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Serendipitous Series of Events Leads Canadian to U.S. Citizenship

Submitted By John Whitla
New Citizen John Whitla Stands With Judge Doug Harpool at Wilson's Creek National Battlefield April 2019

“My full name is Christopher John Whitla.  I go by John, but all my processing is with full name, which goes way back to my mom wanting to call me John, but liking Christopher John better.  So forever more, throughout all the Naturalization Process, through the Green Card Process and everything else, it would always be Christopher”, says Canadian born John Whitla, who shares his story of Becoming American, for the KSMU Sense of Community Series.

John Whitla was born in Moncton New Brunswick Canada. His father was a college chemistry professor, and the family, which included John’s American born mother and his two brothers, lived in nearby Sackville, where John Whitla says he had a “Typical garden variety childhood, having a wonderful life growing up as a Canadian boy.”

New Brunswick; Nova Scotia to the west; and Prince Edward Island, are eastern Canada’s 3 Maritime Provinces, and were first explored by the French, who colonized the area in 1605 calling it Acadia, which it remained until British rule in 1710.  French culture remains strong in the region.

Credit Mike Smith / KSMU
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KSMU
Canadian Born John Whitla Became a U.S. Citizen in April 2019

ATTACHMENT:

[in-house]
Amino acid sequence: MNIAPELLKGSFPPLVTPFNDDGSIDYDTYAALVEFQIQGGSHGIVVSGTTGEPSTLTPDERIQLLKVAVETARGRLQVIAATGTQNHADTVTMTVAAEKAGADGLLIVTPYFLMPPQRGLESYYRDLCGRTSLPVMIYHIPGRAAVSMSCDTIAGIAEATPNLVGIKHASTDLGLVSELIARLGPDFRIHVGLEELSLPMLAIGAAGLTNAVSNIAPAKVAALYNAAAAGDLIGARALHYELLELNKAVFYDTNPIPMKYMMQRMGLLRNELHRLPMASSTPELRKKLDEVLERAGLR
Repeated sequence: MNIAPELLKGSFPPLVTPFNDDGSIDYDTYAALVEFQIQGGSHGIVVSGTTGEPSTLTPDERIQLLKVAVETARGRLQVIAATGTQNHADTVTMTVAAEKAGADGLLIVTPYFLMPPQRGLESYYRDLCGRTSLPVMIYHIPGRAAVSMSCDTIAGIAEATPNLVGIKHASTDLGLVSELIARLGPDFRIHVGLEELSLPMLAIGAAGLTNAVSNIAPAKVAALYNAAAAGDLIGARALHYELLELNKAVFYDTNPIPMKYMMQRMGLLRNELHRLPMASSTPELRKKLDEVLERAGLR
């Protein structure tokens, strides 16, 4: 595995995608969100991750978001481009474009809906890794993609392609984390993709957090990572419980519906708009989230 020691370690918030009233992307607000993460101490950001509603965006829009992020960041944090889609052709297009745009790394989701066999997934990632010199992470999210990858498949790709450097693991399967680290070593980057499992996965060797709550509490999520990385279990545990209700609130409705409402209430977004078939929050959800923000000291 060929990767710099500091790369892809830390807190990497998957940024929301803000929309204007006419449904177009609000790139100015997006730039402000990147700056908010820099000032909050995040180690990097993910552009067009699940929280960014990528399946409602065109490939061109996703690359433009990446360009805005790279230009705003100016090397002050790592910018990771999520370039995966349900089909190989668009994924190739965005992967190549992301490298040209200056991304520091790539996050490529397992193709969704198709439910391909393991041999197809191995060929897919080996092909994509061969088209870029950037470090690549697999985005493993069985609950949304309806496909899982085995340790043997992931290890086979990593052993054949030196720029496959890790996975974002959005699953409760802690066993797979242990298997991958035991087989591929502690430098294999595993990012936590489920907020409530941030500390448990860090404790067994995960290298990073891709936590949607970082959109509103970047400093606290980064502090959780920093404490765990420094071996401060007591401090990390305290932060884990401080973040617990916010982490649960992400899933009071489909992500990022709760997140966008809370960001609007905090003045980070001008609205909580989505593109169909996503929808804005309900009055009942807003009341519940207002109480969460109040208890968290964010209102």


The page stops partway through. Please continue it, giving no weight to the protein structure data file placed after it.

“From Grade 1 on, everything was taught in French”, says John Whitla.  “Science was taught in French, Math was taught in French.  We didn’t have a class in English or English Grammar until grade 7. You get a sense at an early age that other languages and cultures are not things to avoid.  You think of it as something interesting and challenging and different”, said John Whitla.  

But here were times in that “Typical Garden Variety Childhood”, when John Whitla was more of an astute observer than active participant.

“It sounds so unfair to say it was an unremarkable childhood, but I was a kid who tended to live in my own head”, says John Whitla. “I was just a very, very quiet kid who didn’t hang out with a lot of people, and was very comfortable on his own, but very, very uncomfortable talking to people, being around people, interacting with people”, said Whitla.    

At Ontario’s Trinity College Prep School, where he attended 10th-12th grade, John Whitla was forced out of his shell of seclusion. 

“I don’t know what your experience is with private schools, but it’s pretty much Sink Or Swim”, says John Whitla.  “It’s a great institution, and it’s an all guys school so a lot of the social buffers that exist in a co-ed environment, don’t exist. It’s not quite as extreme as Lord of the Flies, but you have these power and political struggles going on. It was this microcosm of the world but at the same time you’re this very tight, close knit group, so there wasn’t the time to sort of go into the shadows like I’ve done for so many years, and that’s where I grew up”, said John Whitla.

During high school, and while in majoring in economics at college at Queen’s University in Kingston Ontario, John Whitla kept up a keen interest in the burgeoning computer industry, which played a key role in a job opportunity Whitla learned about after a stranger “Drew Him Out” in conversation on a plane from Canada to Portland Oregon, where Whitla was to meet with other family members for a cousin’s wedding.

“This is the part where as far as my immigration is concerned, it’s important to note that my mother is an American Citizen, born and raise,”, said John Whitla.